Celebrated Physician: Erin O’Neill, MD

The title on Erin O’Neill, MD’s business card reads “Attending Radiologist.” But it could just as accurately say “Puzzle Solver.”

That’s because Dr. O’Neill uses MedStar Washington Hospital Center’s array of state-of-the-art imaging technologies to help other physicians diagnose and treat a variety of illnesses, from the routine to more complex, medically challenging conditions.

“We see all the best cases,” Dr. O’Neill says. “That’s a privilege not all other specialties have, but it also keeps us on our toes.”

Why Radiology?

Originally from Minnesota, Dr. O’Neill considered training in surgery until she became fascinated with radiology’s procedural and analytical aspects. After medical school and internship at Creighton University Medical Center, it was on to Chicago where she completed a radiology residency at Rush University Medical Center, where she served as chief resident. Dr. O’Neill remained in the Windy City for an MRI Predominant Body Imaging and Musculoskeletal fellowship at Northwestern Memorial Hospital.

Training at some of the country’s leading research centers for radiology helped prepare Dr. O’Neill for keeping up with a technologically fast-paced field.

“It does require a lot of reading, and a lot of collaboration with my colleagues here at the Hospital Center and at MedStar Georgetown University Hospital,” she says, “but the strides that have been made in both the quality of imaging and patient safety are amazing.”

Body MRI, for which Dr. O’Neill serves as the Hospital Center’s associate director, is one of the fields most widely used tools, as it can provide extremely clear, detailed scans without the use of radiation. Still, not all patients are comfortable with the procedure, which often involves spending long periods in an enclosed tube.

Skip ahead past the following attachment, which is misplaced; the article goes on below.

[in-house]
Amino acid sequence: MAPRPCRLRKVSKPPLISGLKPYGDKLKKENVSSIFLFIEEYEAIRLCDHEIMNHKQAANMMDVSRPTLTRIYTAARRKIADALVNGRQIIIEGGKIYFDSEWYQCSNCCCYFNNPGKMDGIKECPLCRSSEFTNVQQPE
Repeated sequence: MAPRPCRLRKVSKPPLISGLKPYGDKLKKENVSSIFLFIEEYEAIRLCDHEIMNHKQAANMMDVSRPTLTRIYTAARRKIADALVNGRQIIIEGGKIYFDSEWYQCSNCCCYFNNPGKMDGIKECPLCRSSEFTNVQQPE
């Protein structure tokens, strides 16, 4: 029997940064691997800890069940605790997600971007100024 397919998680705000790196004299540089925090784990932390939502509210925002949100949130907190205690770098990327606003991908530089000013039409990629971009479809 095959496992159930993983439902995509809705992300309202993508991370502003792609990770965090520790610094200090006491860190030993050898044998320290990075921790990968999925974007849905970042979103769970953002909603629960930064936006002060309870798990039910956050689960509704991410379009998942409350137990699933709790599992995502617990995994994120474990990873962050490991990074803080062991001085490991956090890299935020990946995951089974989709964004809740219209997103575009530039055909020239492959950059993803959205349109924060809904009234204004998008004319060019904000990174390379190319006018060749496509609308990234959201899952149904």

“We do what we can to make them comfortable and feel at ease during the procedure,” Dr. O’Neill says. “We also look for the best alternative to evaluate a particular condition, such as using ultrasound for younger patients to limit their cumulative radiation doses.”

Outside the Hospital

Dr. O’Neill could easily add another business card title, “Mom.” She and her husband, who works in finance and real estate for a national accounting firm, love spending time with their 2-year old son and the family dog. But while they enjoy the attractions of the Nation’s Capital, they’ve also gotten to know the area’s airports quite well.

“We’re both from the Midwest, so we travel back often to see family and friends,” Dr. O’Neill explains. “There are a lot of places that we get to call ‘home.’”

Can an advanced MRI improve prostate cancer screening?

Prostate cancer is notoriously tricky to detect. It often doesn’t cause symptoms until it’s advanced, and there are no routine imaging tests, like mammograms for breast cancer.

But a new study published in January 2017 in The Lancet showed promise for an advanced MRI to detect potentially aggressive prostate cancer, while also sparing some men from undergoing invasive biopsies.

After skin cancer, prostate cancer is the most common cancer in American men. According to the American Cancer Society, more than 160,000 new cases will be diagnosed in 2017 and nearly 27,000 men will die from the disease. The District of Columbia has one of the highest prostate cancer incidence rates in the country, with 120 out of 100,000 men getting the disease.

Our current prostate cancer screening process isn’t perfect. We hope this study is the first of many that leads to an improved standard of care.

How we screen for prostate cancer now

Most prostate cancers are first detected when a patient is found to have an elevated prostate-specific antigen (PSA), which is a blood test used for prostate cancer screening. The prostate is a walnut-sized gland that produces the fluid in semen. PSA is a protein made in the prostate, and elevated levels often are found in men with prostate cancer.